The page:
Isis posts video 'showing two Normandy attackers pledging allegiance'

Father Jacques Hamel had his throat slit by two attackers who stormed a Normandy church during on Tuesday

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The Independent Online

Isis has released a video of the two French attackers who brutally murdered an elderly Catholic priest in Normandy allegedly pledging allegiance to the terror group.

Both men speak in Arabic and refer to Isis’ leader Abu Bakr al-Baghdadi in the film released by the group’s Amaq propaganda agency on Wednesday.  

One of the attackers holds a sign with the Isis flag printed on it.

The two men, calling themselves noms de guerre Abu Omar and Abu Jalil al-Hanfai, hold hands while sitting on the floor and swear "obedience" to Baghdadi.

Father Jacques Hamel, 86, who had served the local area for decades, had his throat slit after a pair of attackers stormed a Normandy church during a morning mass at around 10am local time on Tuesday, taking the priest, two nuns and several members of the congregation hostage.

A nun who was in the church – identified as Sister Danielle – said the priest was forced to the ground before his throat was slit.

One of the attackers has been identified as 19-year-old Adel Kermiche by French police who grew up locally and tried to travel to Syria twice last year using family members' identity documents.

Wearing a camo jacket and speaking in broken Arabic, Kermiche recites in the footage: "We pledge allegiance and obedience to Emir of the faithful Abu Bakr al-Baghdadi in hardship and in ease."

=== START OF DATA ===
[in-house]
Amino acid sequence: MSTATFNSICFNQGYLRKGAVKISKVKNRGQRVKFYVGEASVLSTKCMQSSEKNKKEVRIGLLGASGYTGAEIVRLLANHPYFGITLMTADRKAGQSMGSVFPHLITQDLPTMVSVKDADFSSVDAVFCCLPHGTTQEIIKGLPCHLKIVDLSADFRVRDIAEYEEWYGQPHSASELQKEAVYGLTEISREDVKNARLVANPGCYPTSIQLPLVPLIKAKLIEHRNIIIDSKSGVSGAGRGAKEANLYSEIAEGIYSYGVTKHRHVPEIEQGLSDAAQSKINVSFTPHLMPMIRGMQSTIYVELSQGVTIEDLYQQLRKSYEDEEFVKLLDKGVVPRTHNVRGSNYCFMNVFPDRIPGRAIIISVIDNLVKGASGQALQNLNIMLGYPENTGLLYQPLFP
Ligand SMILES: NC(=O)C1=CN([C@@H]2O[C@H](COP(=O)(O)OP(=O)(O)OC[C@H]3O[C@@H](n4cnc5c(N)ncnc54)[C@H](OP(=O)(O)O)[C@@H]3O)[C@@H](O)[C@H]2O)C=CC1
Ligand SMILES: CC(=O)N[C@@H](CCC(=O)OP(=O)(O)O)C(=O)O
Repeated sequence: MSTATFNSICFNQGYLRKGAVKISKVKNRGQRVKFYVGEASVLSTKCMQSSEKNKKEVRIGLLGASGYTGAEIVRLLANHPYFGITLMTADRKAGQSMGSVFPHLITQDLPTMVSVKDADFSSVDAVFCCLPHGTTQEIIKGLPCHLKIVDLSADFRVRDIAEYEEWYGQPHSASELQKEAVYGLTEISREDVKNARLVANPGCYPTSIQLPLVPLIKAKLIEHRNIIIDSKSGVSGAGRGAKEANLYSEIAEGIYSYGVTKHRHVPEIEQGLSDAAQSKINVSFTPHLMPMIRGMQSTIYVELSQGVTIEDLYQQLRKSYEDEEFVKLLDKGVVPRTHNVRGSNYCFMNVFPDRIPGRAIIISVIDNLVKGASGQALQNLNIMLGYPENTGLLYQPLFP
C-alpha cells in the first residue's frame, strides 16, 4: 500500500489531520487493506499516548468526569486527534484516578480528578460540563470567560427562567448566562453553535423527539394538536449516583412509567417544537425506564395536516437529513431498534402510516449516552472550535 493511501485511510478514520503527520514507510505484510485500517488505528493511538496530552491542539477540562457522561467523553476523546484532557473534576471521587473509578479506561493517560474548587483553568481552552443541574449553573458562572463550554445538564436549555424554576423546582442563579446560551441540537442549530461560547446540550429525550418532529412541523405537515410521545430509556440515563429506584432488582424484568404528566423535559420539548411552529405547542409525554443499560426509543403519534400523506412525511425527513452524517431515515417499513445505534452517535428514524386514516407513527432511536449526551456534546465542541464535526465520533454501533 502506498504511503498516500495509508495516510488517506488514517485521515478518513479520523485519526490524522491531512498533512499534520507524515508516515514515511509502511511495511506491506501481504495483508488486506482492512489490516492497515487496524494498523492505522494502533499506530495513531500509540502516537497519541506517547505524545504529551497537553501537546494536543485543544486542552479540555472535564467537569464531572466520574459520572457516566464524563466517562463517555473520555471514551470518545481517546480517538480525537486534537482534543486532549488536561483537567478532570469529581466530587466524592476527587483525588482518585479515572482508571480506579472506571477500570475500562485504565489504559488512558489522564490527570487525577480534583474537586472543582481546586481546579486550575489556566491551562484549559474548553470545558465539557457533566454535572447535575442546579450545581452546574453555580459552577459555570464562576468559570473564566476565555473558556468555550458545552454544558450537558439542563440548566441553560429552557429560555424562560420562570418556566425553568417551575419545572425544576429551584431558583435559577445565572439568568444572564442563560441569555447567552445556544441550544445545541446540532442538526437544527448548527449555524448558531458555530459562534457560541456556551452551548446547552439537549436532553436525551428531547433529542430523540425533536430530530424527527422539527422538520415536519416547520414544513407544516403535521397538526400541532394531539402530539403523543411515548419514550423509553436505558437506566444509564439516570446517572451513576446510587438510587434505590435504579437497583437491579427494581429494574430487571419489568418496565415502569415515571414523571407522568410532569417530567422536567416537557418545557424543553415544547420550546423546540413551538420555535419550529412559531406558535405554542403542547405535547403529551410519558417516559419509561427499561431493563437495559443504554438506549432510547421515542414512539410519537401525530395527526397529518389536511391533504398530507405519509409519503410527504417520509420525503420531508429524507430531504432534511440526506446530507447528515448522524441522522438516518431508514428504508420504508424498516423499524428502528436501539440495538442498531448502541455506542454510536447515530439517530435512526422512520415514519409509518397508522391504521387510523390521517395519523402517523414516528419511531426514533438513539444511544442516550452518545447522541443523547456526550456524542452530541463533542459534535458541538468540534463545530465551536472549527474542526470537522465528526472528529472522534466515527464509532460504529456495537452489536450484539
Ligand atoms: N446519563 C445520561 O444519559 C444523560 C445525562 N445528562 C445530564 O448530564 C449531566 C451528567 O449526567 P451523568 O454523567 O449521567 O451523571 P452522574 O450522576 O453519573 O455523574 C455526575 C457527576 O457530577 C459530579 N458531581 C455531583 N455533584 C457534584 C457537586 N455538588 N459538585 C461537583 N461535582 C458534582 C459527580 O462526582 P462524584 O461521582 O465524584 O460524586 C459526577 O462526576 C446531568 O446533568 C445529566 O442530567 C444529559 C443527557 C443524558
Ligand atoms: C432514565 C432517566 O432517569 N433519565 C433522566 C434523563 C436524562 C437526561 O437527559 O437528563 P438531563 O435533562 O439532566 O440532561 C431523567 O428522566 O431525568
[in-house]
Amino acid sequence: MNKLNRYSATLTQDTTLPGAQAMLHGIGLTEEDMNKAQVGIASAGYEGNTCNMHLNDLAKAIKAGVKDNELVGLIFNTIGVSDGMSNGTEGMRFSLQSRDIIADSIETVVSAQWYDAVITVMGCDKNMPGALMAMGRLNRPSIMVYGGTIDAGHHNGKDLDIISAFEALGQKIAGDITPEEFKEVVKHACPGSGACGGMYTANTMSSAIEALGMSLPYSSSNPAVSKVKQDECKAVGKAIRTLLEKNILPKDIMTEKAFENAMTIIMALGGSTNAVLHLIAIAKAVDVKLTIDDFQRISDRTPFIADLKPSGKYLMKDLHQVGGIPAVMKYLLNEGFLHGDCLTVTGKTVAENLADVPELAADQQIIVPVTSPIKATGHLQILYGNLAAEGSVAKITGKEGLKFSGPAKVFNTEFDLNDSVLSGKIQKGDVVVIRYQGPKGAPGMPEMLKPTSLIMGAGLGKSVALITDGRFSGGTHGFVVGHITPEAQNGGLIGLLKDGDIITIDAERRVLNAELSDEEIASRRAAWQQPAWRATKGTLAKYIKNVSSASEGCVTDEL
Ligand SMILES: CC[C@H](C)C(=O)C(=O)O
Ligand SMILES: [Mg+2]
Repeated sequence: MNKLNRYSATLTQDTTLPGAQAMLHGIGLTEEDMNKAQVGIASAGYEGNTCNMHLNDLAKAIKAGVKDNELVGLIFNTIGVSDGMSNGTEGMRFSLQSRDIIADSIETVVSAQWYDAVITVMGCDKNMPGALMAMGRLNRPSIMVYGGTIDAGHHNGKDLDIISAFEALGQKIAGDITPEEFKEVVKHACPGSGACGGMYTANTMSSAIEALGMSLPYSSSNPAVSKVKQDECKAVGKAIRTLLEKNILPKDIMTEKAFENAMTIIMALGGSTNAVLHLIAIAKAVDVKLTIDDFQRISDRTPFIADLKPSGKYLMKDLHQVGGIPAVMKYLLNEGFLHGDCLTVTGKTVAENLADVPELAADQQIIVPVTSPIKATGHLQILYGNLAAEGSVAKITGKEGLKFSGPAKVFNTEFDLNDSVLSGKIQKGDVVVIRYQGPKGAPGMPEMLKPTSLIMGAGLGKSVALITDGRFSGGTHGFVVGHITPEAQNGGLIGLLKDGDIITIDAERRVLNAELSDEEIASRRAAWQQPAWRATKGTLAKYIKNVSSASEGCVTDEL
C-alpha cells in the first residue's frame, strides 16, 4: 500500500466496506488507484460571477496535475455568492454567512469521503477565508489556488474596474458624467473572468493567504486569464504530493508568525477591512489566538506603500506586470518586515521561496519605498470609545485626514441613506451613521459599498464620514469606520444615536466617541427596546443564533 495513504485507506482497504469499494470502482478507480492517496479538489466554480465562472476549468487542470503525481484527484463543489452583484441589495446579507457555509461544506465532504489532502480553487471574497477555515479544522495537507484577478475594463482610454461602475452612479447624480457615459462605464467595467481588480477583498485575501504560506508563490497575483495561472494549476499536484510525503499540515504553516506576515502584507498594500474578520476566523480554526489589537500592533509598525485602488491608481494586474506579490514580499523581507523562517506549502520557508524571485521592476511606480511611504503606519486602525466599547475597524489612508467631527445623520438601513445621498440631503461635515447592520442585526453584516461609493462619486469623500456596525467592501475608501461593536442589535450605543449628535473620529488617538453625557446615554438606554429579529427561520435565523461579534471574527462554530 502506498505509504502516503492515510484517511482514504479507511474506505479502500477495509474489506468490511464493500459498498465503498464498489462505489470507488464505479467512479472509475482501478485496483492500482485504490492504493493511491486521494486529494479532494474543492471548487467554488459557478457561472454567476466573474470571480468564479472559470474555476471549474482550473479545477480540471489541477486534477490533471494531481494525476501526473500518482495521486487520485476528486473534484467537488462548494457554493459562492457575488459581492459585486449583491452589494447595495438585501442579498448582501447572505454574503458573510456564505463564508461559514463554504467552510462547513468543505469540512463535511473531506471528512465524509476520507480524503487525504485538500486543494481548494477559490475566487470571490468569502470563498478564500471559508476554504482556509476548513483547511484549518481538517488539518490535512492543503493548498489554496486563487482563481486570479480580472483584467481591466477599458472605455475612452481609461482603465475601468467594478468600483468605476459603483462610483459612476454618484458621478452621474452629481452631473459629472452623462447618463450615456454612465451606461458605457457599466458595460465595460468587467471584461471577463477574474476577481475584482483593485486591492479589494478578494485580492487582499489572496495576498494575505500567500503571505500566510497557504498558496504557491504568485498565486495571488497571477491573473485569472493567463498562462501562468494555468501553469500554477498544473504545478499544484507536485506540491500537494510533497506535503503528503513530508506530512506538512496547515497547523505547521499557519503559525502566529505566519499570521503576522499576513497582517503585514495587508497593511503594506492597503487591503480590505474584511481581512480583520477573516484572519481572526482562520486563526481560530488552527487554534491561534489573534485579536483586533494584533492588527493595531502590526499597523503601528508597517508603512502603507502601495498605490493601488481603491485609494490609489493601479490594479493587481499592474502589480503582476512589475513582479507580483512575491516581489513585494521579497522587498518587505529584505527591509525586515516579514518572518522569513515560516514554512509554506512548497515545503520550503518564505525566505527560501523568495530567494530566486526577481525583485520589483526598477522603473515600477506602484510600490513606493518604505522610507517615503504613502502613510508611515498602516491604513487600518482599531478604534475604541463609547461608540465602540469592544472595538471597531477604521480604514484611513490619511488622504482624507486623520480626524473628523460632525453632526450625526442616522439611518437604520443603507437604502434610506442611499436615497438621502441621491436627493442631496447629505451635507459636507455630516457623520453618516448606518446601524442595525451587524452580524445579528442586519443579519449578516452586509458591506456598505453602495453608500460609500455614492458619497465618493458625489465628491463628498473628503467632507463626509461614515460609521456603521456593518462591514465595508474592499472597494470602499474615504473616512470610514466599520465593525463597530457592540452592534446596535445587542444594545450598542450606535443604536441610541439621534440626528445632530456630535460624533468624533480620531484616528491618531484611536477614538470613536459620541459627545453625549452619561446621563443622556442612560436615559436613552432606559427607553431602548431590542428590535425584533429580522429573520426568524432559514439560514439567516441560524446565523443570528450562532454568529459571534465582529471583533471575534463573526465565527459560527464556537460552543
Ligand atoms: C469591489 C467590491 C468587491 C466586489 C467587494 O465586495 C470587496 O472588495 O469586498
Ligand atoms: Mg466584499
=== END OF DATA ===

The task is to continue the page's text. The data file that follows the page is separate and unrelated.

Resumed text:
The prosecutor's office said on Wednesday the second attacker has not been formally identified. However, police have detained a 16-year-old who is understood to be the younger brother of a man who traveled to the Syria and was carrying Kermiche's ID. He was still being questioned.

Isis issued a claim of responsibility for the attack minutes after the French President François Hollande said the militant group had declared war on his country and that the government would fight the group “with all means possible”.

It called the two attackers “soldiers of the Islamic State”, echoing statements on the recent attacks in Nice, Ansbach and Wurzburg.

The killing is the latest in a wave of attacks in Europe in recent weeks. There have been at least three Islamist terror incidents in Germany in the past week and the events in Nice on 14 July where a lorry driver ploughed a car into the Bastille Day crowd killing 84 people.

With the attack threat for France ranked extremely high, Interior Minister Bernard Cazeneuve said France is working to protect 56 remaining summer events and may consider cancelling some.

Defense Minister Jean-Yves Le Drian said 4,000 members of the Sentinel military force will patrol Paris, while 6,000 will patrol in the provinces. They are being bolstered by tens of thousands of police and reservists.

Mr Hollande, presided over a defence council and Cabinet meeting in Paris on Wednesday after speaking with Roman Catholic, Orthodox, Muslim and Jewish leaders.

The leader of Paris' main mosque, Dalil Boubakeur, said France's Muslims must push for better training of Muslim clerics and urged that reforming French Muslim institutions be put on the agenda.

Pope Francis, visiting Krakow, Poland, said after the attacks: "It's war, we don't have to be afraid to say this."

Additional reporting by Associated Press

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